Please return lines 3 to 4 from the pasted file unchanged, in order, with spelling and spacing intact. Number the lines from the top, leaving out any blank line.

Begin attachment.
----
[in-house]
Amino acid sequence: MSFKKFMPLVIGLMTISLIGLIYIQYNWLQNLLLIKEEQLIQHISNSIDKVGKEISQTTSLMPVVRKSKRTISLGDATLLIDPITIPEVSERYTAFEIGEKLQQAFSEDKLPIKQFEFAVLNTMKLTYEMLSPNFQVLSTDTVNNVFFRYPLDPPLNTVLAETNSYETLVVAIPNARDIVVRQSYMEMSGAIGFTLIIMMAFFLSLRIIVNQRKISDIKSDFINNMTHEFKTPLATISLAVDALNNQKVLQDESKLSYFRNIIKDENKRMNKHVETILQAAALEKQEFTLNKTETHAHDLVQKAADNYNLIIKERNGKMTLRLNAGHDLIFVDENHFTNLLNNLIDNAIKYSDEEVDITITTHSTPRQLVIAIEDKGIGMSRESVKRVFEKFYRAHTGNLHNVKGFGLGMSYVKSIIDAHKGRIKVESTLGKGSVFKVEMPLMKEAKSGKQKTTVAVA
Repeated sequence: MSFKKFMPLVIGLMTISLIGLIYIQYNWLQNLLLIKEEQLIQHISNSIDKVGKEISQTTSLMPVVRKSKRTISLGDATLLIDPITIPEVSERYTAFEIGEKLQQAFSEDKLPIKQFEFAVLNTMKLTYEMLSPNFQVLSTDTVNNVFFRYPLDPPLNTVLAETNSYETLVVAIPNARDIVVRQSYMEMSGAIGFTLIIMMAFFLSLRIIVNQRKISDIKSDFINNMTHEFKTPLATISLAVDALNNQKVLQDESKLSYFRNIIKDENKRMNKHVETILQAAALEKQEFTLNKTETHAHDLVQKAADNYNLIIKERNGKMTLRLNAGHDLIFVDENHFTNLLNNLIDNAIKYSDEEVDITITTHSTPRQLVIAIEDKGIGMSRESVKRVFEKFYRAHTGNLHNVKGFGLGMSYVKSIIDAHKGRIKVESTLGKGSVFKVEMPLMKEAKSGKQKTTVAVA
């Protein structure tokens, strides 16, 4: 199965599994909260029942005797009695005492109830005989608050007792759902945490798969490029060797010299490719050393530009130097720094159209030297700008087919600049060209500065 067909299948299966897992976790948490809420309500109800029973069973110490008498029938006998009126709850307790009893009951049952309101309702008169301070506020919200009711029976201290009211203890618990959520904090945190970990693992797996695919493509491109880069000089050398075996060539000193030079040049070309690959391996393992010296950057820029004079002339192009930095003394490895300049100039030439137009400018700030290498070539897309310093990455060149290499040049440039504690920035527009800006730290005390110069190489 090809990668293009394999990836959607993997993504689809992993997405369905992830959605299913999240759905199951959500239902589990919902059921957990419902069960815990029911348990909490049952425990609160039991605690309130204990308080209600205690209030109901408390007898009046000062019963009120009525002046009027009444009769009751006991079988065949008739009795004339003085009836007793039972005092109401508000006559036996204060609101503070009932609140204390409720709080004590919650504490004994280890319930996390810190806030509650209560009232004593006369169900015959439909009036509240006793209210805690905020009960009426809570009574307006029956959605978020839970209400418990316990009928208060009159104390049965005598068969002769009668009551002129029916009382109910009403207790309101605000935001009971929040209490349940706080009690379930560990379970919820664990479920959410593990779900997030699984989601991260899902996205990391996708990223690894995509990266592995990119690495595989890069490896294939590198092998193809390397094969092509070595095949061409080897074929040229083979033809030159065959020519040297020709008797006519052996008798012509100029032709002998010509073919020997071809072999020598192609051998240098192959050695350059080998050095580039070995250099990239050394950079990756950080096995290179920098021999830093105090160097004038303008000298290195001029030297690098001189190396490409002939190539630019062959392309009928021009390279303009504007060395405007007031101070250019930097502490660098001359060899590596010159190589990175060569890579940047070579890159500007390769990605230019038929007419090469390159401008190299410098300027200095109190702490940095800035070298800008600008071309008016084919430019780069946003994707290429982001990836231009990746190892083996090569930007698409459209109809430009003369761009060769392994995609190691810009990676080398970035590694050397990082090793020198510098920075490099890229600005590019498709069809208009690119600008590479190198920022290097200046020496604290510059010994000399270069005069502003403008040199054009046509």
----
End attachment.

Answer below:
Repeated sequence: MSFKKFMPLVIGLMTISLIGLIYIQYNWLQNLLLIKEEQLIQHISNSIDKVGKEISQTTSLMPVVRKSKRTISLGDATLLIDPITIPEVSERYTAFEIGEKLQQAFSEDKLPIKQFEFAVLNTMKLTYEMLSPNFQVLSTDTVNNVFFRYPLDPPLNTVLAETNSYETLVVAIPNARDIVVRQSYMEMSGAIGFTLIIMMAFFLSLRIIVNQRKISDIKSDFINNMTHEFKTPLATISLAVDALNNQKVLQDESKLSYFRNIIKDENKRMNKHVETILQAAALEKQEFTLNKTETHAHDLVQKAADNYNLIIKERNGKMTLRLNAGHDLIFVDENHFTNLLNNLIDNAIKYSDEEVDITITTHSTPRQLVIAIEDKGIGMSRESVKRVFEKFYRAHTGNLHNVKGFGLGMSYVKSIIDAHKGRIKVESTLGKGSVFKVEMPLMKEAKSGKQKTTVAVA
């Protein structure tokens, strides 16, 4: 199965599994909260029942005797009695005492109830005989608050007792759902945490798969490029060797010299490719050393530009130097720094159209030297700008087919600049060209500065 067909299948299966897992976790948490809420309500109800029973069973110490008498029938006998009126709850307790009893009951049952309101309702008169301070506020919200009711029976201290009211203890618990959520904090945190970990693992797996695919493509491109880069000089050398075996060539000193030079040049070309690959391996393992010296950057820029004079002339192009930095003394490895300049100039030439137009400018700030290498070539897309310093990455060149290499040049440039504690920035527009800006730290005390110069190489 090809990668293009394999990836959607993997993504689809992993997405369905992830959605299913999240759905199951959500239902589990919902059921957990419902069960815990029911348990909490049952425990609160039991605690309130204990308080209600205690209030109901408390007898009046000062019963009120009525002046009027009444009769009751006991079988065949008739009795004339003085009836007793039972005092109401508000006559036996204060609101503070009932609140204390409720709080004590919650504490004994280890319930996390810190806030509650209560009232004593006369169900015959439909009036509240006793209210805690905020009960009426809570009574307006029956959605978020839970209400418990316990009928208060009159104390049965005598068969002769009668009551002129029916009382109910009403207790309101605000935001009971929040209490349940706080009690379930560990379970919820664990479920959410593990779900997030699984989601991260899902996205990391996708990223690894995509990266592995990119690495595989890069490896294939590198092998193809390397094969092509070595095949061409080897074929040229083979033809030159065959020519040297020709008797006519052996008798012509100029032709002998010509073919020997071809072999020598192609051998240098192959050695350059080998050095580039070995250099990239050394950079990756950080096995290179920098021999830093105090160097004038303008000298290195001029030297690098001189190396490409002939190539630019062959392309009928021009390279303009504007060395405007007031101070250019930097502490660098001359060899590596010159190589990175060569890579940047070579890159500007390769990605230019038929007419090469390159401008190299410098300027200095109190702490940095800035070298800008600008071309008016084919430019780069946003994707290429982001990836231009990746190892083996090569930007698409459209109809430009003369761009060769392994995609190691810009990676080398970035590694050397990082090793020198510098920075490099890229600005590019498709069809208009690119600008590479190198920022290097200046020496604290510059010994000399270069005069502003403008040199054009046509």